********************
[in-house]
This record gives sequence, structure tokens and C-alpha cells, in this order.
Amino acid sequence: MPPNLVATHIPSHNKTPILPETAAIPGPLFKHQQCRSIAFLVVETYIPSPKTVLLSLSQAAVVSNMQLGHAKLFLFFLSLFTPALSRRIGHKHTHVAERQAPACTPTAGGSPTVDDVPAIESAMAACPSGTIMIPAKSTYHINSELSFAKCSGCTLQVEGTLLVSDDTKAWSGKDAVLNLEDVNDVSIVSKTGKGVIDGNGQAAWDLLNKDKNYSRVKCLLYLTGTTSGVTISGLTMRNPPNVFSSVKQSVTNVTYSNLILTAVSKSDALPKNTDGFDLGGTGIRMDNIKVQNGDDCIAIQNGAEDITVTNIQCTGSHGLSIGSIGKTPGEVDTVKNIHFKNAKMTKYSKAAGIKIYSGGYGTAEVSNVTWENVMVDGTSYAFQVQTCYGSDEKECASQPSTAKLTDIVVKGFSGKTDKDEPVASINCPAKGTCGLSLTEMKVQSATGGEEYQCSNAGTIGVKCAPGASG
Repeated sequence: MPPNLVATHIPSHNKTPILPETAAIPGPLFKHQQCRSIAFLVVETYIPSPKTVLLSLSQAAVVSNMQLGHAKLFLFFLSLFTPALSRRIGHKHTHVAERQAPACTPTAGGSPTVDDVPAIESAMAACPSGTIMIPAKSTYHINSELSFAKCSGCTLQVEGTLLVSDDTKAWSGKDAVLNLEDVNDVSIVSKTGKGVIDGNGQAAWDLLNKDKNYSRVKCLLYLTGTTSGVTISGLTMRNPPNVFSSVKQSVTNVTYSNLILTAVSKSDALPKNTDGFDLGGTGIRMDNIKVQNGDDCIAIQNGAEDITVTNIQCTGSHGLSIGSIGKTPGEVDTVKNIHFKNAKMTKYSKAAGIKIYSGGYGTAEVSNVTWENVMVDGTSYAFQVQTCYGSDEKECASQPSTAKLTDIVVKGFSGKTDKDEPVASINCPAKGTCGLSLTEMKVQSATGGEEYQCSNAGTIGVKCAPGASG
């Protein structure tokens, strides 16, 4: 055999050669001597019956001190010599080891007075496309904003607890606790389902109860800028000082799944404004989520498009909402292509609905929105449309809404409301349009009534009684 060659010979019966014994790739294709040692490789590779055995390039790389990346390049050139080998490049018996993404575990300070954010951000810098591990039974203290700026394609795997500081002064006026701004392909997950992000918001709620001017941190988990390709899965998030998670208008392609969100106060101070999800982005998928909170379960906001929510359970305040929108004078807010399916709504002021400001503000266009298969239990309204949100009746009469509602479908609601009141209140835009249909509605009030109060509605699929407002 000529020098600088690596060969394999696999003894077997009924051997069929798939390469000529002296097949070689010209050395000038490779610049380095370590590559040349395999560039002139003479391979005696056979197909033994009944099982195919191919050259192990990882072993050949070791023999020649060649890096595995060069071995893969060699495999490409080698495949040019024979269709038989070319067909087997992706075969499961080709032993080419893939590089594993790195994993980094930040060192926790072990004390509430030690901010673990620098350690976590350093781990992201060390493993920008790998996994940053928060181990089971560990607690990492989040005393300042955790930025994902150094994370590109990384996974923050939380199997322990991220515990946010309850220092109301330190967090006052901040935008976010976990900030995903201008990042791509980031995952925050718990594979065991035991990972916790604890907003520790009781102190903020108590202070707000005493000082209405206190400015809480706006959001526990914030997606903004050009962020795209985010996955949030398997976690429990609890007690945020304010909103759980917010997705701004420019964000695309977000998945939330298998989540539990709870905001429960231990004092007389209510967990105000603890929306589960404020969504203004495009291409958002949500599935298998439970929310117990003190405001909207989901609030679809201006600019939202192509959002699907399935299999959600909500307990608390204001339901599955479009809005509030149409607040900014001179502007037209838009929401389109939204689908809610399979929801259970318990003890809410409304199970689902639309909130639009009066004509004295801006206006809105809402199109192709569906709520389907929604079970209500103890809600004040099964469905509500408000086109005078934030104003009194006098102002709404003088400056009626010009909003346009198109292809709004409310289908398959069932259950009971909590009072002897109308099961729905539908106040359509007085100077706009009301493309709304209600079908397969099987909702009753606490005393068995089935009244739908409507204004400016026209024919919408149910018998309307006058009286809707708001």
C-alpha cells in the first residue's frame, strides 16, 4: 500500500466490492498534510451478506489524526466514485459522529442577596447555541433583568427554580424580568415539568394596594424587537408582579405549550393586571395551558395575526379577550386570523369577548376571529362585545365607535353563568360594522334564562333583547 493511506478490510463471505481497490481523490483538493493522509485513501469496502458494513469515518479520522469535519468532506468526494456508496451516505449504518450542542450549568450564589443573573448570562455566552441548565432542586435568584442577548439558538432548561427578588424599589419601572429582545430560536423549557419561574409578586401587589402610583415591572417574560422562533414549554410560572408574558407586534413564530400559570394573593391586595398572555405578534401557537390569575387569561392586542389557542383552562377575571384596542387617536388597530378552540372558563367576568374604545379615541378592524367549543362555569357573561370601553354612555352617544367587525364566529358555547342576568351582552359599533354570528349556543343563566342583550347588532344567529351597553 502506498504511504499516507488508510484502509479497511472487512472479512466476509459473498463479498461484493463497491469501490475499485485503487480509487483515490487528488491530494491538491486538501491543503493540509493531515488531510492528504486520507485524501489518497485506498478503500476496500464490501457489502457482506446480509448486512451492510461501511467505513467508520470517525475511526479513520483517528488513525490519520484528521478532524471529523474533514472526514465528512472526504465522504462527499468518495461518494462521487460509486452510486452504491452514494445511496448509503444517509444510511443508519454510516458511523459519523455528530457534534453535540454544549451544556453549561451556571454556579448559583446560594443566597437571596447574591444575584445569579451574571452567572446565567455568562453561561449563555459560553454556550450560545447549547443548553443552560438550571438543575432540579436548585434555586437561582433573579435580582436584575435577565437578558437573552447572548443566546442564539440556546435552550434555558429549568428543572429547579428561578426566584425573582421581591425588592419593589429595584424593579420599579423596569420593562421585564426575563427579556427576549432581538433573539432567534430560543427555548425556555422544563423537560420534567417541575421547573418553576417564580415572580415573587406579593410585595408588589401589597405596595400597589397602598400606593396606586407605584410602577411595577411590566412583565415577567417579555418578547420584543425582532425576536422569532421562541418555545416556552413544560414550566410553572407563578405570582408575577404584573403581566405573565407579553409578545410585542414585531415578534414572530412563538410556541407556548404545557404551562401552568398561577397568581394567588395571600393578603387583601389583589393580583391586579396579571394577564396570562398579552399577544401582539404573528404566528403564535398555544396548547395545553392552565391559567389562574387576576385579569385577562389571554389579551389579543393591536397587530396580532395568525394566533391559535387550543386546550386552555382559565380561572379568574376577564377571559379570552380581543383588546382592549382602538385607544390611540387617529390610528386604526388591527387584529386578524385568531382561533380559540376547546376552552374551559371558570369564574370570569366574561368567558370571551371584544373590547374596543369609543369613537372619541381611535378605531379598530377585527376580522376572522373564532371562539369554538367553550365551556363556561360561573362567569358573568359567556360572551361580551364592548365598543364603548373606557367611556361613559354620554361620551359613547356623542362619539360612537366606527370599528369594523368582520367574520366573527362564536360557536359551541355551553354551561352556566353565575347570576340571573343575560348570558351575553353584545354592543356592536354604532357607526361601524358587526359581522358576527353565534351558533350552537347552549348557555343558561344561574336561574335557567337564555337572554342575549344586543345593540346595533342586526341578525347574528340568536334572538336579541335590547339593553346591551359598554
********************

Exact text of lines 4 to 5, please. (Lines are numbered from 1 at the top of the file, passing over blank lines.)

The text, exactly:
Repeated sequence: MPPNLVATHIPSHNKTPILPETAAIPGPLFKHQQCRSIAFLVVETYIPSPKTVLLSLSQAAVVSNMQLGHAKLFLFFLSLFTPALSRRIGHKHTHVAERQAPACTPTAGGSPTVDDVPAIESAMAACPSGTIMIPAKSTYHINSELSFAKCSGCTLQVEGTLLVSDDTKAWSGKDAVLNLEDVNDVSIVSKTGKGVIDGNGQAAWDLLNKDKNYSRVKCLLYLTGTTSGVTISGLTMRNPPNVFSSVKQSVTNVTYSNLILTAVSKSDALPKNTDGFDLGGTGIRMDNIKVQNGDDCIAIQNGAEDITVTNIQCTGSHGLSIGSIGKTPGEVDTVKNIHFKNAKMTKYSKAAGIKIYSGGYGTAEVSNVTWENVMVDGTSYAFQVQTCYGSDEKECASQPSTAKLTDIVVKGFSGKTDKDEPVASINCPAKGTCGLSLTEMKVQSATGGEEYQCSNAGTIGVKCAPGASG
């Protein structure tokens, strides 16, 4: 055999050669001597019956001190010599080891007075496309904003607890606790389902109860800028000082799944404004989520498009909402292509609905929105449309809404409301349009009534009684 060659010979019966014994790739294709040692490789590779055995390039790389990346390049050139080998490049018996993404575990300070954010951000810098591990039974203290700026394609795997500081002064006026701004392909997950992000918001709620001017941190988990390709899965998030998670208008392609969100106060101070999800982005998928909170379960906001929510359970305040929108004078807010399916709504002021400001503000266009298969239990309204949100009746009469509602479908609601009141209140835009249909509605009030109060509605699929407002 000529020098600088690596060969394999696999003894077997009924051997069929798939390469000529002296097949070689010209050395000038490779610049380095370590590559040349395999560039002139003479391979005696056979197909033994009944099982195919191919050259192990990882072993050949070791023999020649060649890096595995060069071995893969060699495999490409080698495949040019024979269709038989070319067909087997992706075969499961080709032993080419893939590089594993790195994993980094930040060192926790072990004390509430030690901010673990620098350690976590350093781990992201060390493993920008790998996994940053928060181990089971560990607690990492989040005393300042955790930025994902150094994370590109990384996974923050939380199997322990991220515990946010309850220092109301330190967090006052901040935008976010976990900030995903201008990042791509980031995952925050718990594979065991035991990972916790604890907003520790009781102190903020108590202070707000005493000082209405206190400015809480706006959001526990914030997606903004050009962020795209985010996955949030398997976690429990609890007690945020304010909103759980917010997705701004420019964000695309977000998945939330298998989540539990709870905001429960231990004092007389209510967990105000603890929306589960404020969504203004495009291409958002949500599935298998439970929310117990003190405001909207989901609030679809201006600019939202192509959002699907399935299999959600909500307990608390204001339901599955479009809005509030149409607040900014001179502007037209838009929401389109939204689908809610399979929801259970318990003890809410409304199970689902639309909130639009009066004509004295801006206006809105809402199109192709569906709520389907929604079970209500103890809600004040099964469905509500408000086109005078934030104003009194006098102002709404003088400056009626010009909003346009198109292809709004409310289908398959069932259950009971909590009072002897109308099961729905539908106040359509007085100077706009009301493309709304209600079908397969099987909702009753606490005393068995089935009244739908409507204004400016026209024919919408149910018998309307006058009286809707708001």